Halfway there! Come back later this week for the rest of the list!

Top 50 Books List (2012 edition): 30-16

You’ve seen my 50-31 books of all time, now it’s time for the next 15. Get ready for 30-16. Remember, series only count as one spot. Click on the titles that are links for fuller reviews.

30. The Wind-Up Bird Chronicle – Haruki Murakami

“It’s like when you put instant rice pudding mix in a bowl in the microwave and push the button, and you take the cover off when it rings, and there you’ve got ricing pudding. I mean, what happens in between the time when you push the switch and when the microwave rings? You can’t tell what’s going on under the cover. Maybe the instant rice pudding first turns into macaroni gratin in the darkness when nobody’s looking and only then turns back into rice pudding. We think it’s only natural to get rice pudding after we put rice pudding mix in the microwave and the bell rings, but to me, that is just a presumption. I would be kind of relieved if, every once in a while, after you put rice pudding mix in the microwave and it rang and you opened the top, you got macaroni gratin. I suppose I’d be shocked, of course, but I don’t know, I think I’d be kind of relieved too. Or at least I think I wouldn’t be so upset, because that would feel, in some ways, a whole lot more real.”

I reviewed this book a few weeks ago and it won’t even be the most recent entry onto this list. Just go read that review to find out why this books is so awesome.

29. The Commitments – Roddy Doyle

“Soul is the music people understand. Sure it’s basic and it’s simple. But it’s something else ’cause, ’cause, ’cause it’s honest, that’s it. Its honest. There’s no fuckin’ bullshit. It sticks its neck out and says it straight from the heart. Sure there’s a lot of different music you can get off on but soul is more than that. It takes you somewhere else. It grabs you by the balls and lifts you above the shite.”

A hilarious novel about trying to form a soul band in northern Dublin. Doyle writes music better than anybody else I’ve seen. It’s hard to do but he pulls it off.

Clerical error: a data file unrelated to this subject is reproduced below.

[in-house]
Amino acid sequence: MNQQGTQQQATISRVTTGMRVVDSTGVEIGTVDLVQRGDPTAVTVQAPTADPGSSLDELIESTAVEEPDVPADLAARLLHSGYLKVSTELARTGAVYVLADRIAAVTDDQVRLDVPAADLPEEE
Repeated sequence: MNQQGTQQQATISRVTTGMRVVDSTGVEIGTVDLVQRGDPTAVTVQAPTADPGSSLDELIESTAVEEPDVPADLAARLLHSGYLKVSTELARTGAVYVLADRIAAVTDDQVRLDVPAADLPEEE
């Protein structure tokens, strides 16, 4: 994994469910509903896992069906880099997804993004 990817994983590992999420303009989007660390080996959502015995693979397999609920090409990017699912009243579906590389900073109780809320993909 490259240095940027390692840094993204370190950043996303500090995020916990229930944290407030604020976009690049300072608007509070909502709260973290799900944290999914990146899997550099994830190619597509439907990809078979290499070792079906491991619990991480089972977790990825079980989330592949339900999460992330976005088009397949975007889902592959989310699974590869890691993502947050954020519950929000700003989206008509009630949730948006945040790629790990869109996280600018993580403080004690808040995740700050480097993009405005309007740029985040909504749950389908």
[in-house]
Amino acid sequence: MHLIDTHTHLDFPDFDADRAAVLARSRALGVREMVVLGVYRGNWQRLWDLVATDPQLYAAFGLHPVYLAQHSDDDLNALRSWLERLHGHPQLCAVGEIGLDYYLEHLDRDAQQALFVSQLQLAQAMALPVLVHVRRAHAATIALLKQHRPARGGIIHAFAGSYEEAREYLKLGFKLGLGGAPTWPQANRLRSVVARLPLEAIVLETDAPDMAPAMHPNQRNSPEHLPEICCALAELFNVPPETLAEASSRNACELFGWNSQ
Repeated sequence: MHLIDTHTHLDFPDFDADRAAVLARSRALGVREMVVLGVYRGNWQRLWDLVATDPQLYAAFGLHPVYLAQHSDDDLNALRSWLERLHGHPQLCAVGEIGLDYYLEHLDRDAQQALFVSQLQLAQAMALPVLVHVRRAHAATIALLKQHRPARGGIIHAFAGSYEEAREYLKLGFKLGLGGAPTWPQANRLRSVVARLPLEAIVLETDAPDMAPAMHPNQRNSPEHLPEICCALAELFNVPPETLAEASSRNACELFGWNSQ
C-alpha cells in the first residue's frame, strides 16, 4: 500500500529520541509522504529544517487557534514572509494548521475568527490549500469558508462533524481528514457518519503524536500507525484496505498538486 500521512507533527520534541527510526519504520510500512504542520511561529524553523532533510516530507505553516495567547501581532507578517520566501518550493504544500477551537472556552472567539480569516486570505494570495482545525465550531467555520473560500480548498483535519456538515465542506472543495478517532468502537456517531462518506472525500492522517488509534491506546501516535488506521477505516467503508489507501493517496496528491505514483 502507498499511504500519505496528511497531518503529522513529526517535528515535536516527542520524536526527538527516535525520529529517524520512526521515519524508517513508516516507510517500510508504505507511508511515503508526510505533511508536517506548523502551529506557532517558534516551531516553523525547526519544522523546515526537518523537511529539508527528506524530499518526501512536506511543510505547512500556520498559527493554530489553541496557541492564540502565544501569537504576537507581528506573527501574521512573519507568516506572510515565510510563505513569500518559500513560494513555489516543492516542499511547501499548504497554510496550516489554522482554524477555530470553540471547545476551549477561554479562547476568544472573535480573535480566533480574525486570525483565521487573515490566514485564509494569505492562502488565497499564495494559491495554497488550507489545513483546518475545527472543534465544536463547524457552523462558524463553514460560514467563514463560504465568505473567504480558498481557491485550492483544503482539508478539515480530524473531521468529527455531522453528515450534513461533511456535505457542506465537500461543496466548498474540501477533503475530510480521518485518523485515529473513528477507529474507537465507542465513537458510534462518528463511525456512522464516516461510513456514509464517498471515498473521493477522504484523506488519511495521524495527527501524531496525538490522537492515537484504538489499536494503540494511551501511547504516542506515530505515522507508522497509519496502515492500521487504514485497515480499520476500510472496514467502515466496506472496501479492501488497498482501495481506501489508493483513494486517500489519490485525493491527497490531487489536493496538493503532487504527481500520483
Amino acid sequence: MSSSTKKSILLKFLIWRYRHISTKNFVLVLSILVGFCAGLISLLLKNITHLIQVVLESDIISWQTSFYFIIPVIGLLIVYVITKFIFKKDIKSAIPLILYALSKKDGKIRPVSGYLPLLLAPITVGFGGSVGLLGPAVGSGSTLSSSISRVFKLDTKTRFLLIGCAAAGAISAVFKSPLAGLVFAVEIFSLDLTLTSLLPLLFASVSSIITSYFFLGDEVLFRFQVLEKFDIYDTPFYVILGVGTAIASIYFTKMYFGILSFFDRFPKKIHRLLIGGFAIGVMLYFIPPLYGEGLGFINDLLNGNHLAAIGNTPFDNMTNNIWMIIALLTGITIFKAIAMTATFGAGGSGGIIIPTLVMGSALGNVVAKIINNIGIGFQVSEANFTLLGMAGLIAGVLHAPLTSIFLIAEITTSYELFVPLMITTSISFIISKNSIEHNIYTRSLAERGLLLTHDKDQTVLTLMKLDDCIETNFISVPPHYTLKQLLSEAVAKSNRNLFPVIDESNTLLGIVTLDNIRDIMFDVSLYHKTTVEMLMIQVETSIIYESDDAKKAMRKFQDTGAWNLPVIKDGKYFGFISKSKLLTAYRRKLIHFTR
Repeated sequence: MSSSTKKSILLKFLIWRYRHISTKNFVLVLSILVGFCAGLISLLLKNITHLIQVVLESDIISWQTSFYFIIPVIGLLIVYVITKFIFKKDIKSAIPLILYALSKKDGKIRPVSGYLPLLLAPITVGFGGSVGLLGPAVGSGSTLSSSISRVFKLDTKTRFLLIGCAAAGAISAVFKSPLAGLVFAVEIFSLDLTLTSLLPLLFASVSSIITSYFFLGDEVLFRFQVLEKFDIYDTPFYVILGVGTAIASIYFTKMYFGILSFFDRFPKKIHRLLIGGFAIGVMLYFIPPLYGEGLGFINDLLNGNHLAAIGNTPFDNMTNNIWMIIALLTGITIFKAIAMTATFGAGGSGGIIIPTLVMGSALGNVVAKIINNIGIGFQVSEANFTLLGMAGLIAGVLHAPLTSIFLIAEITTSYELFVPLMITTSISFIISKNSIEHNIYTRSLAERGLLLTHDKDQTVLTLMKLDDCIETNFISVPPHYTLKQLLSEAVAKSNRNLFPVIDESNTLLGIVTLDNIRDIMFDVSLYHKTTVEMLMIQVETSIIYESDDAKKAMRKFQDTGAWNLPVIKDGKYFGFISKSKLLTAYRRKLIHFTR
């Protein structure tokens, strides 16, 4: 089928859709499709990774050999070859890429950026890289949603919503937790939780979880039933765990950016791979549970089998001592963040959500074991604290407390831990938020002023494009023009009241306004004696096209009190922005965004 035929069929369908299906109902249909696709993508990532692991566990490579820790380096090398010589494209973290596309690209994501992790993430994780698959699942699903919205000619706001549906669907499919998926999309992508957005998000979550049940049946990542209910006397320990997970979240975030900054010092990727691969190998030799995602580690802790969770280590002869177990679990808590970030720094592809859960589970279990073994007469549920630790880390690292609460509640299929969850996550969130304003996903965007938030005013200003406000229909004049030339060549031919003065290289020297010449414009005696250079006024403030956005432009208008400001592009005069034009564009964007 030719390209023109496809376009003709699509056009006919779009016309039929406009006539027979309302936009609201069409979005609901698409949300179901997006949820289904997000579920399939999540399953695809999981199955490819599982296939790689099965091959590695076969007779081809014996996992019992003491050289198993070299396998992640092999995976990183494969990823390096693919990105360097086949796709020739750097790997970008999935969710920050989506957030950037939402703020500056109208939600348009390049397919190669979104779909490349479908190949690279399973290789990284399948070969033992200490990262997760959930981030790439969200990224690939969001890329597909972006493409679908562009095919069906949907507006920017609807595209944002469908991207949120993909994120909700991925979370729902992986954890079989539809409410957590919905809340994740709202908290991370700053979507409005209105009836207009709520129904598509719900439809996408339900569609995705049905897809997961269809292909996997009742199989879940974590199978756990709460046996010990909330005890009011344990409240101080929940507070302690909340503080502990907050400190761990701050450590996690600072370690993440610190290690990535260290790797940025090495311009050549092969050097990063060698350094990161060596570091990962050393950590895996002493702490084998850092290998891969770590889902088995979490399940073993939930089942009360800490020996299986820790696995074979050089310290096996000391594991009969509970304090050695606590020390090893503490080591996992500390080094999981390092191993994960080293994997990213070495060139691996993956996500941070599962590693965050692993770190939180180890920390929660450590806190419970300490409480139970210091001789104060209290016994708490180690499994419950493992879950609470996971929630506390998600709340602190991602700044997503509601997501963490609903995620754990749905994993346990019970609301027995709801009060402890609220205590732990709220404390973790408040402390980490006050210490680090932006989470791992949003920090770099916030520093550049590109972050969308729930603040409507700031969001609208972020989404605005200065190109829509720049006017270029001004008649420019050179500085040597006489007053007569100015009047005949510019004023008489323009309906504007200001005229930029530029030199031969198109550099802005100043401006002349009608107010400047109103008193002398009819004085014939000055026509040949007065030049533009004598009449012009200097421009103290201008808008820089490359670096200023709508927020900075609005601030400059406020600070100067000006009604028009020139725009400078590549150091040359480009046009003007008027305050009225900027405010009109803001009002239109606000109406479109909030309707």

28. Danny the Champion of the World – Roald Dahl

“I was glad my father was an eye-smiler. It meant he never gave me a fake smile because it’s impossible to make your eyes twinkle if you aren’t feeling twinkly yourself. A mouth-smile is different. You can fake a mouth-smile any time you want, simply by moving your lips. I’ve also learned that a real mouth-smile always has an eye-smile to go with it. So watch out, I say, when someone smiles at you but his eyes stay the same. It’s sure to be a phony.”

This story is the definition of ‘wonderful’. Roald Dahl is one of the best kid-lit authors there ever was, and this charming tale of a boy and his dad and their pheasant-snatching escapade is top notch Dahl.

27. Jonathan Strange and Mr. Norrell – Susanna Clarke

“I mean that two of any thing is a most uncomfortable number. One may do as he pleases. Six may get along well enough. But two must always struggle for mastery. Two must always watch each other. The eyes of all the world will be on two, uncertain which of them to follow.”

This, like the Magician series in the previous post, came out after the Harry Potter boom. It deals with magic and magicians, although in a completely different manner. It takes place during the Napoleonic Wars and it is written to emulate the literary style of the time. There are two magicians with wildly differing points of view on how magic can be used to beat the short Frenchman which, of course, builds to an epic rivalry. It’s a large book but completely worth the length.

26. Cat’s Cradle – Kurt Vonnegut

“People have to talk about something just to keep their voice boxes in working order so they’ll have good voice boxes in case there’s ever anything really meaningful to say.”